If you define design as “to devise for a specific function or end,” it’s hard to imagine designing with out intended outcome at the forefront of your mind. Yet at some point in our careers we have committed this sin. Whether it’s making decisions based on aesthetics, including “popular” website elements (I’m looking at you social media buttons) or focusing on what the stake-holders want over the users — we have made design decisions that fail to consider what the design hopes to achieve.
With so many things to focus on — style to structure and everything in between — I can’t blame anyone for having difficulty seeing the forest from the trees. But it’s no excuse. This is our profession, our trade, our craft. I don’t expect anyone to be perfect (and I certainly am not) but we should strive to create the best work possible.
But best is hard to quantify and even more difficult to qualify. How do you know if one design is better than another? Clearly tastes differ and chances are your aesthetic preference won’t match the users. At the risk of oversimplification, the answer is objectives. If you can define what the design is supposed to achieve in a measurable way you can (duh) measure its performance. This is the heart of objective drive design, let’s explore further.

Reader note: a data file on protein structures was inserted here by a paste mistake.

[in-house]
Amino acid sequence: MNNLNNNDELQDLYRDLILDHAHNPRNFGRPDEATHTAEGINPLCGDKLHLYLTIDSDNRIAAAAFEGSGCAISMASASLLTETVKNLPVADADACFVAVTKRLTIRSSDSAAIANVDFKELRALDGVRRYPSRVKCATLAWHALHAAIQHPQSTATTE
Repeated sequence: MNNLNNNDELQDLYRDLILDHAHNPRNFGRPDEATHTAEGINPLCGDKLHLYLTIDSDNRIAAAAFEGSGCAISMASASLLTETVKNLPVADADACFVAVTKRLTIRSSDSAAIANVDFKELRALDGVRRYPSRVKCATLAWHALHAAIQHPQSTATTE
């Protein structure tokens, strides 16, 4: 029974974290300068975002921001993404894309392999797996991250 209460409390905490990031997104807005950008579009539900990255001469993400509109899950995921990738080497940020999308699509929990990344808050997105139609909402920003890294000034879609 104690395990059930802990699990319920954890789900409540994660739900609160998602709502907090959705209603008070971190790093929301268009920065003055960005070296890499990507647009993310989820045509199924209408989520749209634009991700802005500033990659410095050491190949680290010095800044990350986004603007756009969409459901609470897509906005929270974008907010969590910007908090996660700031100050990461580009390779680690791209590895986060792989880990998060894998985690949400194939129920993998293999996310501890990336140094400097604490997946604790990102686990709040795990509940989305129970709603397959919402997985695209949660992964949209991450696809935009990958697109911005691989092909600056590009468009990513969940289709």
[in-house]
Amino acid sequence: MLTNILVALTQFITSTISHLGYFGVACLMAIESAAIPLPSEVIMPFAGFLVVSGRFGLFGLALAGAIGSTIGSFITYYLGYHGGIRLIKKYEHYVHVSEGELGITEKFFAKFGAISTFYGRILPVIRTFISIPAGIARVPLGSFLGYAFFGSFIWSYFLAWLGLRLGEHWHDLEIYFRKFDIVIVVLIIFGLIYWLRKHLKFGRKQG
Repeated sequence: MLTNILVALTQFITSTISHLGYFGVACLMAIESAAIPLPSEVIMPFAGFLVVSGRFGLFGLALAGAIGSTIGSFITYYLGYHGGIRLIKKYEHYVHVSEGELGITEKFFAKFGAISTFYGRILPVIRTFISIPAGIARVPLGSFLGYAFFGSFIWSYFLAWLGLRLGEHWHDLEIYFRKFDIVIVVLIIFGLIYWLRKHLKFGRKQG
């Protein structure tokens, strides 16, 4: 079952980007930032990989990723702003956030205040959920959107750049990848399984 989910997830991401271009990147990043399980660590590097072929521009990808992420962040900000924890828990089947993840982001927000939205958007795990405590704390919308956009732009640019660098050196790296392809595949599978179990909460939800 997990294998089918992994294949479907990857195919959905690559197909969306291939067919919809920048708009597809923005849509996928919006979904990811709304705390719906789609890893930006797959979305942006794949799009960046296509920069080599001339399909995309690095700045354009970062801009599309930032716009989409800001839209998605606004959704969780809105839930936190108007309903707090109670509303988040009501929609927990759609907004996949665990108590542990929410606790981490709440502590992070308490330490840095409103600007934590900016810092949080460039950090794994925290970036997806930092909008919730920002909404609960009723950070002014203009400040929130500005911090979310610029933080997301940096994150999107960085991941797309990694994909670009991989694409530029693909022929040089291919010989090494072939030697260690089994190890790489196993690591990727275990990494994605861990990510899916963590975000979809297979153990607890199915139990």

Objective Driven Design Defined
Easy to understand yet hard to master, objective drive design is simply the act of consciously making design decisions based on the objectives of your stake holders and users. In short, what do the people paying you want to achieve? and what do the users want to achieve? This simple question (or more often, questions) should dictate every pixel placed on the screen.
Most design discussions I have been privy to explore objectives in one form or another, but alas exploration is not enough. ODD (objective driven design) isn’t that easy. Too often the answers to objective questions influence the end design but fail to dictate it — and there is an insurmountable difference. Let’s discuss what happens when take the former approach.
Objectives Influencing Design
Picture this common scenario. Your goal is to generate leads and users coming to the site want to find out pricing, service offerings and get some idea the quality of company X’s work. I would venture this loosely describes over 50% of the B2B service websites on the web.
With such a common design problem it’s not surprising most of the premium themes designed for this audience share a common set of characteristics. Below are the top three WordPress themes on ThemeForest.